Evidence suggests that Meditation has distinct effects on the brain; the brain waves of meditation practitioners show high coordination of neural circuits and higher activity on the left prefrontal cortex, which is associated with feelings of joyfulness and other serene emotions. Meditation also affects the amygdala, which is associated with obsessions and compulsions, hence reducing the symptoms of obsessive-compulsive disorder. The increase in attention and heightened self-awareness resulting from Meditation helps to open the brain and draw attention away from self-suffering, which results in positive transformations in the attitude and behavior of individuals.

Behavioral therapies and cognitive therapies are now increasingly taking Meditation into account. Cognitive Behavior therapy aims to understand the underlying attitudes that people may not be aware of. Pessimistic and self-deprecating thoughts result from these underlying attitudes; an effective way of unveiling them is through Meditation. Acceptance and Commitment therapy aims to control the problem and not the solution. The main idea is not to suppress negative emotions and feelings, or it will only make matters worse. Acceptance and Commitment therapy aims to improve the patient's relationship with the symptoms they experience rather than eliminate them. Meditation has been employed in acceptance and commitment therapy to bring negative emotions and feelings into the conscious, become aware of them, face them rather than suppressing them, and eventually deal with them effectively.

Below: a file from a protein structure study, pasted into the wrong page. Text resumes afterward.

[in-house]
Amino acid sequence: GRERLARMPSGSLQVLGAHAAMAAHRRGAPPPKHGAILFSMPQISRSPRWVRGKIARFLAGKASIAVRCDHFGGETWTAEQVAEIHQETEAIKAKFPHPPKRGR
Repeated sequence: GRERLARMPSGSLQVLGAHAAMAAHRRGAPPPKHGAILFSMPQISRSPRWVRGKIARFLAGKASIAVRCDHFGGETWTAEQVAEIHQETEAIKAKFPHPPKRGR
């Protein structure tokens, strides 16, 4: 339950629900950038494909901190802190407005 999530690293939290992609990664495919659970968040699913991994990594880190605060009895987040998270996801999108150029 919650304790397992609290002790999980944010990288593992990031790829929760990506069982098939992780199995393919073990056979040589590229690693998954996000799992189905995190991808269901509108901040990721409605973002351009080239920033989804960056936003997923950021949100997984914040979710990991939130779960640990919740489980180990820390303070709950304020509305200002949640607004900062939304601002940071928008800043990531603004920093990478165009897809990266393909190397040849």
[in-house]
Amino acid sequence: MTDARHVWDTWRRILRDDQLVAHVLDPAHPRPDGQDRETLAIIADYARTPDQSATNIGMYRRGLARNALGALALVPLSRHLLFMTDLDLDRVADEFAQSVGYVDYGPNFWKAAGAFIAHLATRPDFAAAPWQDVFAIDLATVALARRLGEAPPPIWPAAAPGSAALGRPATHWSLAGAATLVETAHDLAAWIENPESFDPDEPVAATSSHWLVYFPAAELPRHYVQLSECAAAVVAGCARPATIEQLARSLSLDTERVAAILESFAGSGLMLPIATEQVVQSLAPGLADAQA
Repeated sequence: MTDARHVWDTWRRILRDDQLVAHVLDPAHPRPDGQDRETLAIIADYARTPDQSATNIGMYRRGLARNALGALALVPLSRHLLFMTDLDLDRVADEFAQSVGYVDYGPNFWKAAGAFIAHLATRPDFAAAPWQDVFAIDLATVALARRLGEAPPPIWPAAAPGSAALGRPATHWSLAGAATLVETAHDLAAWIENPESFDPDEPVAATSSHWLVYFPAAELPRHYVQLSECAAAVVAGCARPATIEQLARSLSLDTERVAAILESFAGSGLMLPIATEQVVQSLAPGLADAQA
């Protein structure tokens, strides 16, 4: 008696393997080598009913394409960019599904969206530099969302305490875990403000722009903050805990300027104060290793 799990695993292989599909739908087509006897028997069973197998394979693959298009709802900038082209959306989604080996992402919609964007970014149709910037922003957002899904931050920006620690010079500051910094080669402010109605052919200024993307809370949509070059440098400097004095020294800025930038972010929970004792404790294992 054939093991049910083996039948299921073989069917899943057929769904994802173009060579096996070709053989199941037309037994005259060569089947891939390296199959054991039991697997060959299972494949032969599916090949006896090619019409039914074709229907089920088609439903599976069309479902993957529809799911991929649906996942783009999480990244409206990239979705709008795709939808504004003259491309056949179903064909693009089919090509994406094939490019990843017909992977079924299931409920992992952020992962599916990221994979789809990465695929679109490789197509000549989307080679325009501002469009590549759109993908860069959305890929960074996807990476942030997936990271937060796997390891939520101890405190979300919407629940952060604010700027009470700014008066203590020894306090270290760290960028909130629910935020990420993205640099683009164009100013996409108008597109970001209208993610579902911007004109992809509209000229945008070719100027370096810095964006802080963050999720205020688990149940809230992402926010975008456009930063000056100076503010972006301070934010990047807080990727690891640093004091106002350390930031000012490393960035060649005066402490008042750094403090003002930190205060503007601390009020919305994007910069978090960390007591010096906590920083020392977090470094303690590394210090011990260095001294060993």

A variety of exercises that comprise elements of Meditation are suggested by psychotherapists, such as

  • Viewing the good and bad feelings as the black and white pieces of a chess game and attempting to understand that dwelling over the negative feelings is a futile contest with oneself.

  • Imagining oneself in a tug-of-war situation, where the negative feelings are strongly pulling the individual towards the pit; since the force is strong, the wise decision here would be to leave the rope, highlighting the importance of learning to let go, or else one way fall into the pit.

  • Imagining oneself sitting and watching people holding placards on which the feelings being experienced by the individual at the moment are written, it may be realized by the individual that they lost focus after a while; the aim is to re-trace events and figure out where the focus was lost and resume from there, this helps in increasing attention and awareness of one's thoughts and feelings.

  • Imagine that one is sitting with a device connected to their mind that measures the levels of anxiety; the anxiety seems to mount over time; what can the individual do to control the anxiety, or are their actions increasing the discomfort? This helps alleviate anxiety symptoms and become aware of one's thoughts, actions, and impacts.

Clinical Applications of Meditation

Medical practitioners continually recognize the role of stress in physical illnesses and how stress management techniques, such as Meditation, can be applied in the clinical setting. A study that attempted to understand the effects of Sahaja Yoga meditation established that the practice reduces the frequency and severity of epileptic seizures. Various other studies indicate that Meditation helps change the brain wave patterns and increases the activity of "alpha waves," which are associated with relaxation; changes were observed in the theta activity of the brain, suggesting the activation of the limbic system during Meditation. Alongside this, changes in brain images can be observed as people enter a meditative state. A meta-analysis conducted in 2014 suggests that mindfulness meditation has a significant impact on controlling anxiety, pains, and chronic illnesses and improves the quality of life. Although Meditation also affects mood, sleep, attention span, and menopausal syndromes, there is not enough evidence on the same.


There are promising results that Meditation can be effective in the clinical setting as well as psychotherapy, but there needs to be more evidence. Meditation began as a spiritual practice in India but is now gaining popularity worldwide, not merely as a spiritual practice but as a therapeutic approach.